The New York Daily News recently printed excerpts of the book that focused on Letterman’s “ugly personality.” After reading the book, it’s an unfair depiction of both the host and book, although it did seem like the later Late Show years were marked with unhappiness and tumult. You could make a good argument the show and Letterman were coasting. How do you process those later years? Did you keep watching, or did your interest wane as some Letterman fans’ did?

I kept watching, but it’s fair to say I saw those later years as less ambitious than his earlier ones, which I explore in the book. As for that Daily News piece, it was frustrating to see the first press for the book — my first impression you might say — so completely distort what I wrote, making the book seem like a hatchet job. And then so much other media picked it up, including Howard Stern, who called me an asshole on his show without ever reading the book. Second thought, it was pretty cool to be called an asshole by Howard Stern.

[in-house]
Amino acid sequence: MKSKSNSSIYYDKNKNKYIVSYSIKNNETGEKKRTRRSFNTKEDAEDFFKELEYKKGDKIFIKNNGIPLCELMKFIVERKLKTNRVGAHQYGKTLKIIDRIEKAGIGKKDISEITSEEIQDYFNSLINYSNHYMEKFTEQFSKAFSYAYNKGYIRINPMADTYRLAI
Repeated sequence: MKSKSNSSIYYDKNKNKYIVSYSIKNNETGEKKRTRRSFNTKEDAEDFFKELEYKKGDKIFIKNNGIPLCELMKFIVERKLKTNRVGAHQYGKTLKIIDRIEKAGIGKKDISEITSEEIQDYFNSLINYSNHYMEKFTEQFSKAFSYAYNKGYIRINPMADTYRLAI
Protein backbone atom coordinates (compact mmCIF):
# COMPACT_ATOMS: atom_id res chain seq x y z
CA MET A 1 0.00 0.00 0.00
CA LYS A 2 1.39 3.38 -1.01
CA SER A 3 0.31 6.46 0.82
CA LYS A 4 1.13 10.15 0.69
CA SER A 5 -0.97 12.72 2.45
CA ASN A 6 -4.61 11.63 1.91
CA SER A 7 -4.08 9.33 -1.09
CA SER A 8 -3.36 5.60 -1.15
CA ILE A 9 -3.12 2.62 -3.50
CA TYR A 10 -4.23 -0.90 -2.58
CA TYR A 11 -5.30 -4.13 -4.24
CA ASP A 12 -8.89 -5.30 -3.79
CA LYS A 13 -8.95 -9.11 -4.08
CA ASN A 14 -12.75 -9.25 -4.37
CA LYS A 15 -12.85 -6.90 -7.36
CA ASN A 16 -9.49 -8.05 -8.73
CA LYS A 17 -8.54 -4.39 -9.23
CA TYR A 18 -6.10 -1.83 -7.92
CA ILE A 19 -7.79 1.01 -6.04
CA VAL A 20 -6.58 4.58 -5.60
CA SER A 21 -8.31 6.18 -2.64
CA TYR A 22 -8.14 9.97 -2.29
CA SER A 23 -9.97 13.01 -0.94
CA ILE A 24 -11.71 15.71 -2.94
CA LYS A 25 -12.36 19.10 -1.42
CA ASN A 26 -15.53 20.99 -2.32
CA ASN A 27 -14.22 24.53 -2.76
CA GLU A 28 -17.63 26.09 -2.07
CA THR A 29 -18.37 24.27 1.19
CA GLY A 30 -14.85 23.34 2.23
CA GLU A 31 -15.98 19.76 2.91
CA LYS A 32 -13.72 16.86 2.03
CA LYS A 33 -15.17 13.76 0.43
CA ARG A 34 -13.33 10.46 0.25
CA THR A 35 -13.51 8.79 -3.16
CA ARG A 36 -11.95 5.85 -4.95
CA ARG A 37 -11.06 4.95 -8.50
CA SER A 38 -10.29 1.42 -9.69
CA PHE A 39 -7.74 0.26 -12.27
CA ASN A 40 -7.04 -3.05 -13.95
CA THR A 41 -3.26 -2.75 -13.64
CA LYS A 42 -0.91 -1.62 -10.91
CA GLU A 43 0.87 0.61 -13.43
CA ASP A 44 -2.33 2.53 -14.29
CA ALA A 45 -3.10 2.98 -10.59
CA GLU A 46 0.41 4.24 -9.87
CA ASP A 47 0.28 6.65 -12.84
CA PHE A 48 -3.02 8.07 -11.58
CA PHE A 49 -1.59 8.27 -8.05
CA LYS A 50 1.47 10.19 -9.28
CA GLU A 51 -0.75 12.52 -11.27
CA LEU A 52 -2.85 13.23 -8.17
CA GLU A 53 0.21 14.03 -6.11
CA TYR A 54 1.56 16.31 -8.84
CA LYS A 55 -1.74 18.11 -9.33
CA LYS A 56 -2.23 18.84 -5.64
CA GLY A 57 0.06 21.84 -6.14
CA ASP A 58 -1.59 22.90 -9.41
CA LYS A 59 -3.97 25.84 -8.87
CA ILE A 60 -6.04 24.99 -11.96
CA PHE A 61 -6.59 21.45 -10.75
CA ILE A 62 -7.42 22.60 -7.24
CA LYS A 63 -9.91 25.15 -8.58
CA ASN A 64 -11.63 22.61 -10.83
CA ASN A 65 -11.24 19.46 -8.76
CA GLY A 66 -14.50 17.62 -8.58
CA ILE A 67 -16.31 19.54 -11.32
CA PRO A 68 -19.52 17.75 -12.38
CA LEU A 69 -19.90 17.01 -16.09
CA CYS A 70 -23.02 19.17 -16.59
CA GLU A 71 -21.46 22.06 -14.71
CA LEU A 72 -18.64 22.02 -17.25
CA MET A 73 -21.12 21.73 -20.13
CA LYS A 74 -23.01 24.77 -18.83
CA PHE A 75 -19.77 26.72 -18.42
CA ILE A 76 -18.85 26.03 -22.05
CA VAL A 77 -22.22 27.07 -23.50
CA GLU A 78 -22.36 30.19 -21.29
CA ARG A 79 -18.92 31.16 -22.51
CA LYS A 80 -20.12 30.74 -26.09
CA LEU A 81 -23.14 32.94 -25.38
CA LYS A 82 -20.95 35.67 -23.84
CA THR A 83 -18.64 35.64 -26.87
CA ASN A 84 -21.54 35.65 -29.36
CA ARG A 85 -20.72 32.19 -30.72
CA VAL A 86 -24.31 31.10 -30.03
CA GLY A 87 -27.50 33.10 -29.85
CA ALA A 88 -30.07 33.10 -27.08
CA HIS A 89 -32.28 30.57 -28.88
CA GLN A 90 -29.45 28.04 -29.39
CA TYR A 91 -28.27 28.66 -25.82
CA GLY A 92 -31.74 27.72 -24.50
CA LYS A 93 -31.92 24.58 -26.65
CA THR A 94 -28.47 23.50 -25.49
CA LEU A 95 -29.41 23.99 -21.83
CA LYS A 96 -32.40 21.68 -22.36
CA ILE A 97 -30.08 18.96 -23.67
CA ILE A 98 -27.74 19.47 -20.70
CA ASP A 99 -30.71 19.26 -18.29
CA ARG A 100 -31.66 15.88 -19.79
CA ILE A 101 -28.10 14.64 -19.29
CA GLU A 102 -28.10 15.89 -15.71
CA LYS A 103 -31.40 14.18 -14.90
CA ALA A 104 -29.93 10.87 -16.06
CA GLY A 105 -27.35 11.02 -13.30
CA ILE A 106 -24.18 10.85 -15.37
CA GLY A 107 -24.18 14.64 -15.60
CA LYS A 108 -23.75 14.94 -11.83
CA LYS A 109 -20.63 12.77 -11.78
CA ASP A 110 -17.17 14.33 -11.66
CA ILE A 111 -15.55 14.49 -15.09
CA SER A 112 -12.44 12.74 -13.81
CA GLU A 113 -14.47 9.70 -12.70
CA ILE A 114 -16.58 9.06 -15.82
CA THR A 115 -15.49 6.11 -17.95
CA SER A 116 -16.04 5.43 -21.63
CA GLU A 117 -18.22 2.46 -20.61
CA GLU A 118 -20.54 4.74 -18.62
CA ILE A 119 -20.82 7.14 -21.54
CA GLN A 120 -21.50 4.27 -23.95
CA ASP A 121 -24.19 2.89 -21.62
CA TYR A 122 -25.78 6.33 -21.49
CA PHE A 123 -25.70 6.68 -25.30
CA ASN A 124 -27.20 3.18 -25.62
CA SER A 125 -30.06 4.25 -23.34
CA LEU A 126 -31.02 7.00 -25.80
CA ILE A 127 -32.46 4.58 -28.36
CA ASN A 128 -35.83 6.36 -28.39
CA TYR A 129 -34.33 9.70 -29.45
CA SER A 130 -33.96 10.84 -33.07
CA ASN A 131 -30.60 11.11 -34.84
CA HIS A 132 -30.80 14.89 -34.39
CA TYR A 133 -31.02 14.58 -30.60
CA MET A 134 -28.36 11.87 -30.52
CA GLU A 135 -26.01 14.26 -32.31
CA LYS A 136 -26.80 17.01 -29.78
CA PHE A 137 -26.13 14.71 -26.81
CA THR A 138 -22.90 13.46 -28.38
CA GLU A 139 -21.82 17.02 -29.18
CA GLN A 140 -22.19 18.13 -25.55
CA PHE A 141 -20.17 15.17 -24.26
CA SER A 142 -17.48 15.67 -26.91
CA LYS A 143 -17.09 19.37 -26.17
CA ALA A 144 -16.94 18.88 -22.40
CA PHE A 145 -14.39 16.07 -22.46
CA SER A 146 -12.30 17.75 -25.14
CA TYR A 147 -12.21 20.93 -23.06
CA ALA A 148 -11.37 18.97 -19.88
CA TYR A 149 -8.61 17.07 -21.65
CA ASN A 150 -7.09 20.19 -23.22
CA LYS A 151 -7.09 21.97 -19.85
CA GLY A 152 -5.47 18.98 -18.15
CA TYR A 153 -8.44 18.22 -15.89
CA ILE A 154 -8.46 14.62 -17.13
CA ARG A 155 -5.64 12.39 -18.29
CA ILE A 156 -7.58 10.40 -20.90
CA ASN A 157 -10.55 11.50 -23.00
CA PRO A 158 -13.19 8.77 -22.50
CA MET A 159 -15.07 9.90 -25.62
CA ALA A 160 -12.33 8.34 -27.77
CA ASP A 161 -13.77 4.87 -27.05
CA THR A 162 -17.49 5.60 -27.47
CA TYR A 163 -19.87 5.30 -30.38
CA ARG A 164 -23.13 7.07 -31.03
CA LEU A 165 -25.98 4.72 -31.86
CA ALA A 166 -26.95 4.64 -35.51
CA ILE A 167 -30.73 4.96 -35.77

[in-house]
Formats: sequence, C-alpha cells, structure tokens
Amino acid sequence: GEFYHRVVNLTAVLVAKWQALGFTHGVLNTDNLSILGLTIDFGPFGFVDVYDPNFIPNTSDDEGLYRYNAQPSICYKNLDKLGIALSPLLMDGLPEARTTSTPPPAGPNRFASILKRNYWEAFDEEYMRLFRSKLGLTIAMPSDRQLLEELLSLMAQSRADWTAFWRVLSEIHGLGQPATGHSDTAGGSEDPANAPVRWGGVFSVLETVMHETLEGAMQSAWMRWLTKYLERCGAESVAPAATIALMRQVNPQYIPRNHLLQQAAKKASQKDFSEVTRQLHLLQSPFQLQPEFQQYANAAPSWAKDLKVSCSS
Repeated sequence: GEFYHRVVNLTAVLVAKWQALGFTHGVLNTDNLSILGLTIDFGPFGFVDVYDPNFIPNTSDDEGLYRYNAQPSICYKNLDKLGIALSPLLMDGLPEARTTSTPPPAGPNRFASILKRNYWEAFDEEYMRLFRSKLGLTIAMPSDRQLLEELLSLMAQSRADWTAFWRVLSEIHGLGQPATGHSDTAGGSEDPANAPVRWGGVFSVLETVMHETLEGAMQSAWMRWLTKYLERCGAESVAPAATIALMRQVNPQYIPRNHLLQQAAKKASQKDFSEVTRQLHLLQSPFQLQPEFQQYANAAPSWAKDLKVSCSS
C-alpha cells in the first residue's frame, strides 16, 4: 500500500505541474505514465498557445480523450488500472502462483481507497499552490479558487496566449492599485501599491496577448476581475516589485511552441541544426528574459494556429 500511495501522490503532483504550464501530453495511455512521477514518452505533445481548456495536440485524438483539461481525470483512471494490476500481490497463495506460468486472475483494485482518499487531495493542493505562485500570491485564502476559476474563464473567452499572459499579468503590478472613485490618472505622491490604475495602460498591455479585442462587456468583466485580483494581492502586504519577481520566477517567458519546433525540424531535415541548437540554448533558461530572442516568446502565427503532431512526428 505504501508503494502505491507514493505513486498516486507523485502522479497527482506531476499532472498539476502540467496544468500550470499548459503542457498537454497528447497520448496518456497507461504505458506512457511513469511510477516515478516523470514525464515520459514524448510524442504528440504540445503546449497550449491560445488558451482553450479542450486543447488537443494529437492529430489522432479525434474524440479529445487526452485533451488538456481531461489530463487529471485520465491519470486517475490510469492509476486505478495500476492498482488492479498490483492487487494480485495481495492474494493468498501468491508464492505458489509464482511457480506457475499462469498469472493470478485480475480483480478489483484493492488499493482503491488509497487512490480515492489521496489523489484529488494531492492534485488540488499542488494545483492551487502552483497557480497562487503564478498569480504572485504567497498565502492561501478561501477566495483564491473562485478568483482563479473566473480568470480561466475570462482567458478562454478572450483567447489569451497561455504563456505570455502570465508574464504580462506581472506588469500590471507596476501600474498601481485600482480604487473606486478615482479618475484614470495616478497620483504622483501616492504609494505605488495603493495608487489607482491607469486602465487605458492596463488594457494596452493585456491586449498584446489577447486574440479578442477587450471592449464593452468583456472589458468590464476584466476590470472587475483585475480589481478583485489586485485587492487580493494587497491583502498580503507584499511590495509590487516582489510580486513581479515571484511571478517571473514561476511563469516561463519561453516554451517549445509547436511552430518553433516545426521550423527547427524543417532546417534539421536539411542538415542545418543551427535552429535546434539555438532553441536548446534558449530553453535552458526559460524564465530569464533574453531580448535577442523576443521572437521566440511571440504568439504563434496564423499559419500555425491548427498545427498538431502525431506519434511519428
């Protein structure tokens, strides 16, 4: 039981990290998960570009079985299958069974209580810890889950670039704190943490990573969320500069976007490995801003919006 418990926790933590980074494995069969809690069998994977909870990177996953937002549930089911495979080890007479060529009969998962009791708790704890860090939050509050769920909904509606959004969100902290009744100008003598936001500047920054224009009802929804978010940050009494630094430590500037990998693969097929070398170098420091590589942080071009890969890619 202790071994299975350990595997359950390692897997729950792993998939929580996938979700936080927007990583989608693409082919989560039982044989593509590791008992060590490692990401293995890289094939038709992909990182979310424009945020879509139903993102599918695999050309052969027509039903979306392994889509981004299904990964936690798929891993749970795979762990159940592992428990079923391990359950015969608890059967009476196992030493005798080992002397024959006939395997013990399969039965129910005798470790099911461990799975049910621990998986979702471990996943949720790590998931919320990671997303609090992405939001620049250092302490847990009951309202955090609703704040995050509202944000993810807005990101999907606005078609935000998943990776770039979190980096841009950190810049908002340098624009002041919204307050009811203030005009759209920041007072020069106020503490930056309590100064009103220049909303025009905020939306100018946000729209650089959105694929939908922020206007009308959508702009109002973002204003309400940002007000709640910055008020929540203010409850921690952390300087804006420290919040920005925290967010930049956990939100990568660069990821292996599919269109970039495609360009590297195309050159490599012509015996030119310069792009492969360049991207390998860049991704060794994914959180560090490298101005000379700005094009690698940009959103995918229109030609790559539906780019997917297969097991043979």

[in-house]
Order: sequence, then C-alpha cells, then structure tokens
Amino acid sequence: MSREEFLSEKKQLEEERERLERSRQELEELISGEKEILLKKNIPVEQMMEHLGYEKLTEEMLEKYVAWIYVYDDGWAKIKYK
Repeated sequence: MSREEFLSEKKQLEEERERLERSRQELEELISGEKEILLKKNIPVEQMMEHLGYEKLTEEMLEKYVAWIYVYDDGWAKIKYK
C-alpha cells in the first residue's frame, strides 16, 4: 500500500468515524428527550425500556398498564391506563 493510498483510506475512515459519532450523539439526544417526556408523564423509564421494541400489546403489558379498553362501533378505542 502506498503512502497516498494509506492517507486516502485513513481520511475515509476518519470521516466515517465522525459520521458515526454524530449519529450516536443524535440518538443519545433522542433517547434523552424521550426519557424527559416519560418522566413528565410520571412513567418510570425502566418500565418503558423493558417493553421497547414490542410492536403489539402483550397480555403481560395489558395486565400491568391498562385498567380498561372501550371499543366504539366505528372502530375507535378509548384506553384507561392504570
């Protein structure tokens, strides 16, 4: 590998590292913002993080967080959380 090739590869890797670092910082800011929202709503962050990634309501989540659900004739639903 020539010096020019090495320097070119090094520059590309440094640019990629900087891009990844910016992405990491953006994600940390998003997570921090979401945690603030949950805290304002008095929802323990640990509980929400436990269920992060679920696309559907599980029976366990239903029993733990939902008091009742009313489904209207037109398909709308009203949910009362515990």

The NBC years were Letterman’s golden era and the book’s focus on it was well placed. Did you worry it was too focused on those early years?

Yes. I particularly worry that diehard fans will feel cheated by the book if they expect something that goes into detail on every year of the show. But at the end of the day, I have to write my book, and you can’t make everyone happy.

I love the book’s subtitle, “The Last Giant of Late Night,” as I have often described Letterman as a giant in the entertainment industry. I’m not sure, however, that sentiment is widely shared, his influence on not just late-night TV but on comedy in general being short-changed. Do you agree, and if so, why do you think that is?